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Misc General General Archive Top Cleveland Sports Figures, By the Numbers - #41
Written by Dan Wismar

Dan Wismar

Nagy1The contest for top honors at #41 in our series was really a two-man race between a pair of modern era Indians players, as both the Browns and Cavs had nothing but lesser-lights to offer as nominees...with all due respect to Ray Ventrone and Mark West, of course.

Victor Martinez and Charles Nagy were both fan favorites while they wore the Wahoo, and it could be said of both that they were one game away from even greater popularity...even Cleveland baseball lore. Martinez was a victory in Game 7 of the ALCS away from making it to the World Series with the Tribe in 2007. And Nagy was one game...make that one half-inning away from a World Series championship a decade earlier in 1997.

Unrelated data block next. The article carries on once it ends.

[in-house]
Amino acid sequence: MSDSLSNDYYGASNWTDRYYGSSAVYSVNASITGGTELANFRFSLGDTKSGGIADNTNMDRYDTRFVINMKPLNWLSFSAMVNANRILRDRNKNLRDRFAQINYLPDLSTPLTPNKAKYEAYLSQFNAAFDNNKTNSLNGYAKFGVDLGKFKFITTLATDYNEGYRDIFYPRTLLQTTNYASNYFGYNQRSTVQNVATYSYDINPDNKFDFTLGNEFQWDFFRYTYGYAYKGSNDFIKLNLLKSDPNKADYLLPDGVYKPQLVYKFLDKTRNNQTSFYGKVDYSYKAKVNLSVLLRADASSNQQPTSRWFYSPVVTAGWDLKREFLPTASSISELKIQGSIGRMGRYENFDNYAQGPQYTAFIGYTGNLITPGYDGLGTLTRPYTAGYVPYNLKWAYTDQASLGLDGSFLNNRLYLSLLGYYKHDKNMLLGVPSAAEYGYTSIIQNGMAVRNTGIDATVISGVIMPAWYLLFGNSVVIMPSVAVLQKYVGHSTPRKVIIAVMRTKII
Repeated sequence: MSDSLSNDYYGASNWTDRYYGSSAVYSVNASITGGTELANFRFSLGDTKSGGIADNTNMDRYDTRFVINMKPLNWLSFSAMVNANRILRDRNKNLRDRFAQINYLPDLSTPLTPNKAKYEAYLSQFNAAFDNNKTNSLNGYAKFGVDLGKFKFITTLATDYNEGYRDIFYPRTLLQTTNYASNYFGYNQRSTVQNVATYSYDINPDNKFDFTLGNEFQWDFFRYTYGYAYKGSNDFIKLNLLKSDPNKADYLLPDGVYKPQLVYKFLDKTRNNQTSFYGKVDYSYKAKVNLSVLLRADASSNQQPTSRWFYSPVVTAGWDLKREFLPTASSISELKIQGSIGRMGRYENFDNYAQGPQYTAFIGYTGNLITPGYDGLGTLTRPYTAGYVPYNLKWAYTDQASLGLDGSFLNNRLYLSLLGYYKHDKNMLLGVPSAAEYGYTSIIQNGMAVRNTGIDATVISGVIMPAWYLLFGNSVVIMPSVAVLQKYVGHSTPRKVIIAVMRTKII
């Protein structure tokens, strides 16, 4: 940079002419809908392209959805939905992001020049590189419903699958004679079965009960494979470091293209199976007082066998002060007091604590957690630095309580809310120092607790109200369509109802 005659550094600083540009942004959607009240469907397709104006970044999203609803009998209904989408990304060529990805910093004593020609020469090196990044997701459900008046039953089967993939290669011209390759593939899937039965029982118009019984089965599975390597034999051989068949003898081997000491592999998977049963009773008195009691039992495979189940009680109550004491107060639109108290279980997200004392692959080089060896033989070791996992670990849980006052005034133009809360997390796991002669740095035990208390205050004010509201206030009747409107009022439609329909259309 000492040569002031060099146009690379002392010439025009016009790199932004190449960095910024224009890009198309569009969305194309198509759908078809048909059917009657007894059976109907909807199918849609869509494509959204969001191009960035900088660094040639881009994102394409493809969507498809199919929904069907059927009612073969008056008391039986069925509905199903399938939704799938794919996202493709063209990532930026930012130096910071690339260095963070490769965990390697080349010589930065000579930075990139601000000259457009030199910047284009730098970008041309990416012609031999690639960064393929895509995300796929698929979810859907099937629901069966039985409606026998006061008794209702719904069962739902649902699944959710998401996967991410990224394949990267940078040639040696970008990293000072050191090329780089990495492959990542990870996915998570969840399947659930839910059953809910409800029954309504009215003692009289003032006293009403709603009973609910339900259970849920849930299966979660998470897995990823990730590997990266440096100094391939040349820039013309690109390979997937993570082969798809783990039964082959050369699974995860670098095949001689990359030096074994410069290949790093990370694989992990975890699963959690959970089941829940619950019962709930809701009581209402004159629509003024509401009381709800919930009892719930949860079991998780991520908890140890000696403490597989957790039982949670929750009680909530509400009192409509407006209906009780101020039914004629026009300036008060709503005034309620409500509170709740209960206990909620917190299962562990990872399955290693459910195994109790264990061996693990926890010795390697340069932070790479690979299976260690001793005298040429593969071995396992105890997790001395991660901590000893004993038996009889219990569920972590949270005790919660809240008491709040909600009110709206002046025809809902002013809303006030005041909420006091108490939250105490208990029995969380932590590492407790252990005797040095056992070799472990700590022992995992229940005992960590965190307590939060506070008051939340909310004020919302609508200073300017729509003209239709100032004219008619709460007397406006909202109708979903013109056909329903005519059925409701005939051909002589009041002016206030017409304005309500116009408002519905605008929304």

In my mind, it’s Nagy by a nose for the top spot...someone’s picture has to go at the top...but your mileage may vary. We’ll give some love to both guys and let you make up your own mind.



Victor Martinez was a Cleveland Indian from the start, after signing as a 17 year-old free agent out of Venezuela. He came up through the Tribe farm system, and became a productive hitter with the big league club almost as soon as he arrived in the 2002 season at the age of 23.  On his way to becoming the face of the Indians of the ‘00’s, Victor consistently hit in the neighborhood of .300 from 2002 till 2009, and was their top run producer in most of those seasons as well.